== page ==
I used to voraciously devour every schematic I could get my hands on and strove to understand why the designers made every decision. Of course it helps to start with good classic designs as not every design decision ever made is worthy of inspection.

If possible try to find a mentor with the patience to explain circuit details as you develop your own electronic vocabulary. At some point you will accumulate enough tools to figure out even the most complex looking designs yourself.

Some of the old IC app notes have good circuit details and National semi had an audio applications handbook with lots of interesting circuits with explanations.

Have fun...

JR

PS: There are websites like Prodigy.com that are oriented toward circuit design and analysis. While not quite entry level you could check it out and see if helpful.
Old 15th January 2007
  #3
Lives for gear
 

IMO... alot of the basic theory can not be overemphasized espcially if you want to do more than buy kits to build.... try the local jr college for basic electronics classes
Old 15th January 2007
  #4
Gear Addict
 
Minion's Avatar
 

There are a Lot of Good books out there for learning electronics but no matter how much you read you will never learn anything usefull unless you "Just do it"...

That just means get some Verto/Perf/Breadboard and some components and read some Datasheets and some schematics and just try building something simple and see what happens....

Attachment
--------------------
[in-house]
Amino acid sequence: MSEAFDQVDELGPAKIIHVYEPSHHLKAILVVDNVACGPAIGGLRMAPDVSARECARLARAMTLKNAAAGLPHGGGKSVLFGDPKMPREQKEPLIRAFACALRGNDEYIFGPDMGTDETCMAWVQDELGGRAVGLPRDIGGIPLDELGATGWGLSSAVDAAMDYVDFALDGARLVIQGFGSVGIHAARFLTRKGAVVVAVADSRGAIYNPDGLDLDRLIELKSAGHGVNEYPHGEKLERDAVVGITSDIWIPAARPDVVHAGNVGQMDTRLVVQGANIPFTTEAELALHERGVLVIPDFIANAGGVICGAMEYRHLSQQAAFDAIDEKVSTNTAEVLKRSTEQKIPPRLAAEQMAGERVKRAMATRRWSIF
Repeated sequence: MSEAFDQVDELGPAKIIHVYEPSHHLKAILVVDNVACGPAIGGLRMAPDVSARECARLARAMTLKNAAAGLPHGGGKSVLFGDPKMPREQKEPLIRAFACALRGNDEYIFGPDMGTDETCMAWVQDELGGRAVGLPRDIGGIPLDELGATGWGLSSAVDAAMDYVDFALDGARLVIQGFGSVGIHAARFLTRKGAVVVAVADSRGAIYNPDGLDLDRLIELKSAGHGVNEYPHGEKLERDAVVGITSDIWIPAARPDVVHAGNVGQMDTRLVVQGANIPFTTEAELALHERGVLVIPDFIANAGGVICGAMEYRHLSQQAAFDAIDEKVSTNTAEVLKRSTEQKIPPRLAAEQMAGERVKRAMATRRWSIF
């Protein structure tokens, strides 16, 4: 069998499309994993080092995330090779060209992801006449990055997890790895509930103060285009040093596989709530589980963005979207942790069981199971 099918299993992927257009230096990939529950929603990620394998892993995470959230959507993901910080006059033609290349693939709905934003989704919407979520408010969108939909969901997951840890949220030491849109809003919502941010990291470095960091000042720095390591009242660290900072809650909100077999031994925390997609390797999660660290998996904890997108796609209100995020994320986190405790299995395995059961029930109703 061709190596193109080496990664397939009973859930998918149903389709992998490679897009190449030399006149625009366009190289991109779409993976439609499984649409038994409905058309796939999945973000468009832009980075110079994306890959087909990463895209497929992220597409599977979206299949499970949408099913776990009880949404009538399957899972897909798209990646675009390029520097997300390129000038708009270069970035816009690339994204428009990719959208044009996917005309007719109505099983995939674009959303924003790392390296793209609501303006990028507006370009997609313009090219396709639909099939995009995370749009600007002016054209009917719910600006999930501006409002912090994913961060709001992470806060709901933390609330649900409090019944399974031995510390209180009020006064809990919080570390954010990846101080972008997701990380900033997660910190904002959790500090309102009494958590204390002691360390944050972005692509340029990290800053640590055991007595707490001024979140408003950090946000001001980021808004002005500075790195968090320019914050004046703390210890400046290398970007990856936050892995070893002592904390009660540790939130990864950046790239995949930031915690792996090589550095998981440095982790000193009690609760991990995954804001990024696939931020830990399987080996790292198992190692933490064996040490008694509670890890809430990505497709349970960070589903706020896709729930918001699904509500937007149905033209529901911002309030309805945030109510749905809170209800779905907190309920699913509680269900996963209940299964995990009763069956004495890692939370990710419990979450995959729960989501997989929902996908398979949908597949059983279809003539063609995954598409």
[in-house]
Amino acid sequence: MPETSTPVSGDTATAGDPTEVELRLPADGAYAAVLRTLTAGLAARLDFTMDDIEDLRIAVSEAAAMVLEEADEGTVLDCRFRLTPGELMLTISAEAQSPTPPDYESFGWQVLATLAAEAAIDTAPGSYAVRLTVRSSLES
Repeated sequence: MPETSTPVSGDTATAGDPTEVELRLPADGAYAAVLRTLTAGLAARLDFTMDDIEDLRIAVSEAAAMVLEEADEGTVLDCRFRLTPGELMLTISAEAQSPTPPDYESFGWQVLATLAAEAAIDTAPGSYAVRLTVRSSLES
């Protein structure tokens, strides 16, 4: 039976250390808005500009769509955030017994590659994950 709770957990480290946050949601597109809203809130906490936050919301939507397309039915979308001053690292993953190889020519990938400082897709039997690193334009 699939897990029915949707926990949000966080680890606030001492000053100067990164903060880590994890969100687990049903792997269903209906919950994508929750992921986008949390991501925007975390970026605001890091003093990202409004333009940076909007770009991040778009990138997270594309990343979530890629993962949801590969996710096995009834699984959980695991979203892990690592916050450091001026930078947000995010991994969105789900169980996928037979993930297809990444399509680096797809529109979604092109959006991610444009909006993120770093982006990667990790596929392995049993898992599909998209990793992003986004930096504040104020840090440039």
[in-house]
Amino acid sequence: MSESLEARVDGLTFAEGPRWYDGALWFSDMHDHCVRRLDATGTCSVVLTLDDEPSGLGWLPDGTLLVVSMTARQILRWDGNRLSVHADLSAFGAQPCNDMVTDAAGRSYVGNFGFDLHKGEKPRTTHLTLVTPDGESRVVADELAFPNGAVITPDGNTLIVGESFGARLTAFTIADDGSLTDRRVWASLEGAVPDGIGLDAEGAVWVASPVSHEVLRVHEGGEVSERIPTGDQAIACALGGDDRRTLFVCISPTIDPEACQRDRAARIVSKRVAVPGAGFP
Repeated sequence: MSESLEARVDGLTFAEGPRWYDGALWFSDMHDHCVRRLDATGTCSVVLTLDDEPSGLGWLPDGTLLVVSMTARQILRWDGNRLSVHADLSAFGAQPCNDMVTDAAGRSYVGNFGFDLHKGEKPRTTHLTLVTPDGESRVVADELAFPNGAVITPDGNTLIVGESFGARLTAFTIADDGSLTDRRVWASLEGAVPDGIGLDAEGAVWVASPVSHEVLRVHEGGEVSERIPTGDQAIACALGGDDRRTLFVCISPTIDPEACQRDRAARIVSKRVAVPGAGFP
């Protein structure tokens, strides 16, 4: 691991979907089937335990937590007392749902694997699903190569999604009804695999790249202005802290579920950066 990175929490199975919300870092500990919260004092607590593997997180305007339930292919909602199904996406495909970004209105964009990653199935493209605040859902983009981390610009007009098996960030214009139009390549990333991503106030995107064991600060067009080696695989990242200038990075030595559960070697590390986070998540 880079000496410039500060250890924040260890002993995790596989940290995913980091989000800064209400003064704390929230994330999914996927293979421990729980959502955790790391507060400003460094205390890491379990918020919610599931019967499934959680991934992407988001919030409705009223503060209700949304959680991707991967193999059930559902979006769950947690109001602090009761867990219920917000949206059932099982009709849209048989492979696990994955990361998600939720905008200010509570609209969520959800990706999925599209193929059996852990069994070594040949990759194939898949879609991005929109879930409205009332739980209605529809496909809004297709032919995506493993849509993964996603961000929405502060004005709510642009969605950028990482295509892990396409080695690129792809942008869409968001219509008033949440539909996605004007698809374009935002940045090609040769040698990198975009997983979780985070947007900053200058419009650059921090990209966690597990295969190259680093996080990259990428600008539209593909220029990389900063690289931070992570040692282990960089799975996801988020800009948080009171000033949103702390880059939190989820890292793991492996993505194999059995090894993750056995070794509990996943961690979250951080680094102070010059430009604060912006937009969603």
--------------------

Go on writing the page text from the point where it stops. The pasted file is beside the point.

You will never learn anything usefull from books unless you can somehow apply what you read in the real world....
You actually don"t have to read very much but you do have to build some circuits and understand what components do in a circuit and understand why something works or doesn"t work.....

Less than a Year ago I knew absolutly nothing about electronics but I did have the desire to learn and tinker and it is the Tinkering that tought me the most about electronics......

I started off reading a bit and building a couple simple mic preamps and microphones learning about opamps and feedback and computing Gain ect and once I understood the basics I was able to actually design and build my own mic Preamps and just recently designed and built my First Guitar amp and it sounds AWESOME and this is what has given me the Incentive to keep going and to learn and build more...
There is nothing like the Feeling of spending your Time and useing what you have learned on building a piece of equipment and finally being able to use it yourself and have it sound just as good or better than what you can buy at a store.....